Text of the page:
The present improvement consists in providing a first orienting feature for the DHLA body that engages a second orienting feature on an engine head to provide a preferred orientation of the body within a bore in the engine head. In a currentlypreferred orientation, the axis of the lock pins is substantially parallel to the axis of the engine camshaft.
This improvement necessitates that the orientation of the pin housing with respect to the body must also be invariant. One known means for achieving this restraint is insertion of a pin or ball through a radial bore in the body into alongitudinal groove in the pin housing.
BRIEF DESCRIPTION OF THE DRAWINGS
The present invention will now be described, by way of example, with reference to the accompanying drawings, in which:
FIG. 1 is an elevational cross-sectional view of a prior art deactivating hydraulic lash adjuster;
FIG. 1A is an elevational cross-sectional view like that shown in FIG. 1, showing vectors imposed on a DHLA during opening and closing of an associated engine combustion valve;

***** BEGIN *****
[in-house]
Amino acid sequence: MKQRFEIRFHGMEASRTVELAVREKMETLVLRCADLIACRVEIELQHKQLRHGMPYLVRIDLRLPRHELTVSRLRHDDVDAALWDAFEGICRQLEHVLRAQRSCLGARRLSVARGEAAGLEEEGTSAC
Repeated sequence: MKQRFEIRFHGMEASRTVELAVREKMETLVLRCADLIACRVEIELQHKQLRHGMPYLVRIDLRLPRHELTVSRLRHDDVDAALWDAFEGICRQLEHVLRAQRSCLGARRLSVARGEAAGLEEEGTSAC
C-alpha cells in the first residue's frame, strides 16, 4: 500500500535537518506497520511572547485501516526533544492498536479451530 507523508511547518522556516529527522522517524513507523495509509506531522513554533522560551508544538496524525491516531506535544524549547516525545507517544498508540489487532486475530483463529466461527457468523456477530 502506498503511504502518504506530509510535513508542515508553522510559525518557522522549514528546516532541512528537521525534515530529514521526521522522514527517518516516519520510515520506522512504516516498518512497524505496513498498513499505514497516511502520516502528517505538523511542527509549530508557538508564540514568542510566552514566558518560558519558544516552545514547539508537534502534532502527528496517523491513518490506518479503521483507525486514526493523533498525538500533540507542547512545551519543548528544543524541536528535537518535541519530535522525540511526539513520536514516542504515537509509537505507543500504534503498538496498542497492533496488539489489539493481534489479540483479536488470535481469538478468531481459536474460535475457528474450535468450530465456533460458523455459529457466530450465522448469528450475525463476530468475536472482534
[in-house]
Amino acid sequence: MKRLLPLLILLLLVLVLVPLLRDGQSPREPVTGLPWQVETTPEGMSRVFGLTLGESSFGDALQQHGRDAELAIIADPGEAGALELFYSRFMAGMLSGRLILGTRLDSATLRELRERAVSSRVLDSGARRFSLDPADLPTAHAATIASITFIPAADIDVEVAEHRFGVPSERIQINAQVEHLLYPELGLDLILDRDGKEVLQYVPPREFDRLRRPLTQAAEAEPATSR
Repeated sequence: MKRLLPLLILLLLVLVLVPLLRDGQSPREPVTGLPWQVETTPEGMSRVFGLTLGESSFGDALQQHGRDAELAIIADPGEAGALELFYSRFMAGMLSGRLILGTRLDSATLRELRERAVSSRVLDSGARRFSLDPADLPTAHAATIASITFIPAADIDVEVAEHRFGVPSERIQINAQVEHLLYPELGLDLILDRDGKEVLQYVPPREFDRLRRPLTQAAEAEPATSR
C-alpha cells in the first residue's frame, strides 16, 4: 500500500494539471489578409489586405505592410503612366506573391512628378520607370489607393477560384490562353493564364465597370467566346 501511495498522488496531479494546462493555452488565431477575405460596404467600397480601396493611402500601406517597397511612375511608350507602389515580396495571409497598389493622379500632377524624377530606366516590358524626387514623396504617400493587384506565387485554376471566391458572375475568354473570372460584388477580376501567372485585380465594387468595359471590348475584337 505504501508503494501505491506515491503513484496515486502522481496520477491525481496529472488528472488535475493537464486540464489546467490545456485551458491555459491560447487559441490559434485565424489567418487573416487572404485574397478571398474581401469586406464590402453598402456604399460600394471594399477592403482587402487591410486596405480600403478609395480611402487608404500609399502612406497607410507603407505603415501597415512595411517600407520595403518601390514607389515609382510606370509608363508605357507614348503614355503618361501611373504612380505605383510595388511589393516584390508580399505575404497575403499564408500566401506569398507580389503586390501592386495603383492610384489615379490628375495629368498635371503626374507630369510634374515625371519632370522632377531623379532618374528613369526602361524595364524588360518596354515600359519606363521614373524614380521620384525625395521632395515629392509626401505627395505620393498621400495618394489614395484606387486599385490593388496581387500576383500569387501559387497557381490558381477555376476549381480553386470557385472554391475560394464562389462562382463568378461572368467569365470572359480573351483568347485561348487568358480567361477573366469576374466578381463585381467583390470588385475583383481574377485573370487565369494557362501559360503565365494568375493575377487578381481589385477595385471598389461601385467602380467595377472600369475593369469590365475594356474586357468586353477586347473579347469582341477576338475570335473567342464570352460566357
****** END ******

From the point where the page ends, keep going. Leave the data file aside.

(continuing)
FIGS. 2 through 5 show a sequence of steps in providing a first embodiment of a non-rotation feature for a DHLA body;
FIG. 6 is an isometric view of a portion of the surface of an engine head wherein a bore is provided for receiving a DHLA in accordance with a second embodiment of the present invention, showing first and second detents formed in the headsurface;
FIG. 7 is an isometric view in partial cutaway showing installation of a DHLA in the bore shown in FIG. 6, with a non-rotation clip and lash ring installed in the first and second detents;
FIG. 8 is an isometric view of an end portion of a DHLA in accordance with the invention, showing the clip and lash ring from FIG. 7 fully installed;
FIG. 9 is an isometric view of an alternative clip; and
FIG. 10 is an isometric view like that shown in FIG. 8, showing the ring in FIG. 9 installed over a lash ring in the DHLA.
Corresponding reference characters indicate corresponding parts throughout the several views. The exemplifications set out herein illustrate currently preferred embodiments of the invention, and such exemplifications are not to be construed aslimiting the scope of the invention in any manner.
DESCRIPTION OF THE PREFERRED EMBODIMENTS